Men’s basketball beats Middlebury after an up and down winter break

Sophomore Justin Kouyoumdjian saves the ball from going out of bounds in a home game against Hamilton in Cousens Gym on Feb. 2, 2018. (The Tufts Daily / Rachel Hartman)

The Jumbos have gained ground since the end of last semester, when they struggled out of the gate, finishing at 2–4. They are now at 8–9 overall and 2–2 in the NESCAC, good for seventh out of 11 in the conference.

This past weekend, Tufts stole a dramatic last-second win from Middlebury (now 13–5, 2–2 NESCAC). Playing at home in Cousens Gym, the Jumbos narrowly edged out the Panthers 86–84.

The win came courtesy of sophomore guard Brennan Morris’ bucket just before the buzzer. He drained a jumper with six seconds left in regulation.

“After the recent win versus Middlebury, it was a great feeling, as one could imagine,” Morris said. “Middlebury was a top 25 team all season long and beating them was a huge win. It proves that on any given night we have the potential and talent to beat any team.”

Early on, the two teams traded the lead frequently as the Jumbos tried to pull away and the Panthers kept the pace. Through the first half, the game was tied seven times until the Panthers pulled ahead to a 42–36 halftime lead.

Middlebury clung to its lead early in the second half, but Tufts clawed its way back, eventually pulling ahead to an 80–73 lead. A last-minute Middlebury run tied the game at 84 with 36 seconds remaining, but Morris made his mark on the game and delivered for the Jumbos. The Middlebury game was a watershed moment for Tufts: five players scored double-digits. 

“I think we were able to perform well because we played together and with high energy,” Morris said. “On offense, we didn’t take the first shot, but the best shot for the team, which is why we were able to shoot at such a high percentage. Similarly, on defense, we were able to rotate to help others and force them into tough shots. There is still plenty of room for improvement with such a young roster, but it was a huge step in the right direction.”

The game reflected a strong effort up and down the roster, something which coach Bob Sheldon, Jr., emphasized early on as a key performance indicator for the team. He recognized that the team is now beginning to develop its own identity as a high-octane scoring squad.

“We’ve had a different scoring leader almost every night, and even though the guys are still learning how to work through the different defensive sets and rotations, it has been great to see the young guys building an identity as shooters,” Sheldon said. “Moving forward, learning how to play team defense will be the biggest key.”

Prior to the Middlebury matchup, Tufts had nine other games over the break — most recently a loss to Williams (85–61). After suffering two losses in a row to Nichols (87–81) and then Colby (103–93), Tufts bounced back with two wins against Bowdoin (87–79) and UMass Boston (96–75).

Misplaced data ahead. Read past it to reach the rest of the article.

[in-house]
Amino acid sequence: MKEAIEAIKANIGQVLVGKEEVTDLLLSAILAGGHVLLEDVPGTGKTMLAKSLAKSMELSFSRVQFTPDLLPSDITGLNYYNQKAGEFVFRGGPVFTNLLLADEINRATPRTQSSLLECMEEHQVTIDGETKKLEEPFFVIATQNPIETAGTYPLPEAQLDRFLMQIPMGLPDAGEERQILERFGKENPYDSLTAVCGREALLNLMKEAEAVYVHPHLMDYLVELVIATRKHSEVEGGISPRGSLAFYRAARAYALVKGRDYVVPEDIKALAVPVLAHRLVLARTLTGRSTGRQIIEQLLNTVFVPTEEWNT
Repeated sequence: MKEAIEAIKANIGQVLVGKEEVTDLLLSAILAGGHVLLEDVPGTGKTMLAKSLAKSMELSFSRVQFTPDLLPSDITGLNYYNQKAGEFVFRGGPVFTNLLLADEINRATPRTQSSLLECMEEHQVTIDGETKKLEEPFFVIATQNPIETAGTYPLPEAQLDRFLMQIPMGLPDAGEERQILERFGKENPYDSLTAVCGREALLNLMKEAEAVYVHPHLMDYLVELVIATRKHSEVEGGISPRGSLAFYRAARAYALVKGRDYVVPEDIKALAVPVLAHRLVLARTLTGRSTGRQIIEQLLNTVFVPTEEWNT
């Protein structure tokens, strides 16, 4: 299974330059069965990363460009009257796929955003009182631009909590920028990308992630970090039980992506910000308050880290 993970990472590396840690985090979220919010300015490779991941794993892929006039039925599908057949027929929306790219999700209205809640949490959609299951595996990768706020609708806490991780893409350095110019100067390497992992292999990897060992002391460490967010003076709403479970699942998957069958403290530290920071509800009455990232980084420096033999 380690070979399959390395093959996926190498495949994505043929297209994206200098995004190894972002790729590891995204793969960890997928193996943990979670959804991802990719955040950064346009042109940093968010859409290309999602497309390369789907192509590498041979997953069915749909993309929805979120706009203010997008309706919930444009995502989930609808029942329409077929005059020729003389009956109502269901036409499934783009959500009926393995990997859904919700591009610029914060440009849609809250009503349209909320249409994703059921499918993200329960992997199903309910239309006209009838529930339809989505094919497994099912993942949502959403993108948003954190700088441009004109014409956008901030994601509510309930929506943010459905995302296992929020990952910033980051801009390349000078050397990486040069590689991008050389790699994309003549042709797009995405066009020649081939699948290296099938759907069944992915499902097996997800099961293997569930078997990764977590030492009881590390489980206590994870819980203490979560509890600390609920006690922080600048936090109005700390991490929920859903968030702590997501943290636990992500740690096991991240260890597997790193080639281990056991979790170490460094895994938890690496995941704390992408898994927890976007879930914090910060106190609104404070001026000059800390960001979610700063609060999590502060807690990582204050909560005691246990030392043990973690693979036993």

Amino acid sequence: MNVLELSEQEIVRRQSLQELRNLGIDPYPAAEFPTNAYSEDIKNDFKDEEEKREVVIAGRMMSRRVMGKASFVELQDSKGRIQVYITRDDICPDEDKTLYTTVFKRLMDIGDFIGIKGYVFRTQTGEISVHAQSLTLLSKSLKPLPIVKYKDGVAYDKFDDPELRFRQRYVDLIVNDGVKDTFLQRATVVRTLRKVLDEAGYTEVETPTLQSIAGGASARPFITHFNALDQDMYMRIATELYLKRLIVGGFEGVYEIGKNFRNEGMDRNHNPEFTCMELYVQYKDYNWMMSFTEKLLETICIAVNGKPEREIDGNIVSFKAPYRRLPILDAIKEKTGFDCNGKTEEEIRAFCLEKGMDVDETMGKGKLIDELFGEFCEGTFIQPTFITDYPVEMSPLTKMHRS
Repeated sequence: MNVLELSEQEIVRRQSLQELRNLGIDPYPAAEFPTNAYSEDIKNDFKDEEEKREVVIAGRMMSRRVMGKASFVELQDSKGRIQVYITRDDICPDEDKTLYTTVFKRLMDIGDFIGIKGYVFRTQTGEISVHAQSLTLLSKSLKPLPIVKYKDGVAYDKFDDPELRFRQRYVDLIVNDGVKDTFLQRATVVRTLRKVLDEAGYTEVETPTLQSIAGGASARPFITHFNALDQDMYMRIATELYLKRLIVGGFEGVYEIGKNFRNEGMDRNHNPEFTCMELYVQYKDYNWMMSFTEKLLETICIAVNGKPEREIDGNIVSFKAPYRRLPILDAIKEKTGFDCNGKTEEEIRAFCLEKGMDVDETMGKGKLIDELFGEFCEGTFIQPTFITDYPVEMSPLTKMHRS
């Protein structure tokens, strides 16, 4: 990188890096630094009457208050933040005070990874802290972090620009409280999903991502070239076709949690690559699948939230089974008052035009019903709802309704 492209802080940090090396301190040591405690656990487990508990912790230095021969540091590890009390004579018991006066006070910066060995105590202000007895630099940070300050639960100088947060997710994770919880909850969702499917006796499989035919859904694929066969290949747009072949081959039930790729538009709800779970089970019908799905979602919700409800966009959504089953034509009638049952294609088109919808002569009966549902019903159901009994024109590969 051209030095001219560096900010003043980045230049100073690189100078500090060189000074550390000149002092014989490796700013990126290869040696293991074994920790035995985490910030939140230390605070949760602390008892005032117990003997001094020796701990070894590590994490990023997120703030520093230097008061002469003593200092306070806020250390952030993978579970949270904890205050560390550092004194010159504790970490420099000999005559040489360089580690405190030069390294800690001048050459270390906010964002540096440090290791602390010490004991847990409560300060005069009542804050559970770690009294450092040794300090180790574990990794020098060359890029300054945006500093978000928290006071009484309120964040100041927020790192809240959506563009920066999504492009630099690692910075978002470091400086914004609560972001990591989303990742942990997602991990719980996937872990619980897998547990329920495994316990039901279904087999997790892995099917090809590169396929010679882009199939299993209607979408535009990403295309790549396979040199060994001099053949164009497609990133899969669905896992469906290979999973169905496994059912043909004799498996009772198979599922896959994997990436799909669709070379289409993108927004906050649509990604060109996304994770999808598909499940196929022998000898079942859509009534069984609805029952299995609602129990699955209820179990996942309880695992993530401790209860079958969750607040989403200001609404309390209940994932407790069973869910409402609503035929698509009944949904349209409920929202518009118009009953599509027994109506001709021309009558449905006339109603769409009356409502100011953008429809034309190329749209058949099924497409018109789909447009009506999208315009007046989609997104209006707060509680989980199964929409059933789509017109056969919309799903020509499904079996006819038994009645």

At the end of winter break, the Jumbos traveled to Staten Island, NY, where they participated in the 17th Annual Tournament of Heroes Championship. At the tournament, Tufts beat a strong Gwynedd Mercy University team 92–78 before losing to Staten Island 98–94. Coach  Sheldon Jr. explained that the tournament stands as a memorial for those who lost their lives on Sept. 11, 2001, and that the team greatly appreciated being a part of the commemoration. Before the end of the Fall semester, Tufts lost 90–75 to UMass Dartmouth on Dec. 10 before beating Framingham State 90–89 on Dec. 12.

According to first-year guard Tyler Aronson, the team has bonded through the ups and downs of the past month, particularly after traveling to New York together.

“We have a positive outlook and are shooting for one of the mid-seeds in NESCAC heading into the playoffs,” Aronson said.

With junior captain guard Eric Savage, junior center Patrick Racy and senior walk-on guard Brian Creonte as the sole upperclassmen, the team’s success will depend heavily on the contributions of young scorers like Morris and Aronson.

“Playing college basketball has definitely been an adjustment, but I feel like I am getting comfortable now, particularly with the defensive schemes, and am able to go out there and do the best that I can,” Aronson said. “We’ve spent much of the break together practicing, so moving forward I think that will help make us all more confident as a team.”

Morris echoed Aronson’s quiet confidence and appreciation of the leaders’ ability to keep everyone calm, poised and organized.

“The coaches have obviously played a role in helping the team come together. We’ve had several meetings discussing our culture, our standards and each player’s role that they need to execute to be the best team we can be,” Morris said. “Savage, as captain, has also helped mesh our team together. He makes sure everyone is held accountable for their actions and makes sure all of the players are meeting standards on and off the court.”

Tufts travels to Maine this weekend to continue its NESCAC tour, taking on Bates in Brunswick, Maine on Saturday. At 2–2 in the NESCAC, Tufts hopes to keep the pedal down and assert its dominance over the lower quartile of the division.

“Over the remainder of the season I expect us to keep improving,” Morris said. “We have enough individual talent on our roster to compete with any team in the country. We need to keep on making progress with every game we play, and with that make a strong showing in NESCAC play that will carry over to the playoffs.”


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